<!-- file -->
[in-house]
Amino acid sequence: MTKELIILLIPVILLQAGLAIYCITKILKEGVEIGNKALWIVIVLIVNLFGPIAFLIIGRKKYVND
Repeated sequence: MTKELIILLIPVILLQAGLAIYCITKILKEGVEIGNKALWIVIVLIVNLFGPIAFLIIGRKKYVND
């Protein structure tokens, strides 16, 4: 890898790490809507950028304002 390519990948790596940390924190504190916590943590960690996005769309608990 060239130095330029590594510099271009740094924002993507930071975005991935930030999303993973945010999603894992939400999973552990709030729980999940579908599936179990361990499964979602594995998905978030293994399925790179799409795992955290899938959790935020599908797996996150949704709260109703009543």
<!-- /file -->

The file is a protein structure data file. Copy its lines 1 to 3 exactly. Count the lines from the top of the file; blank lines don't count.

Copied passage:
[in-house]
Amino acid sequence: MTKELIILLIPVILLQAGLAIYCITKILKEGVEIGNKALWIVIVLIVNLFGPIAFLIIGRKKYVND
Repeated sequence: MTKELIILLIPVILLQAGLAIYCITKILKEGVEIGNKALWIVIVLIVNLFGPIAFLIIGRKKYVND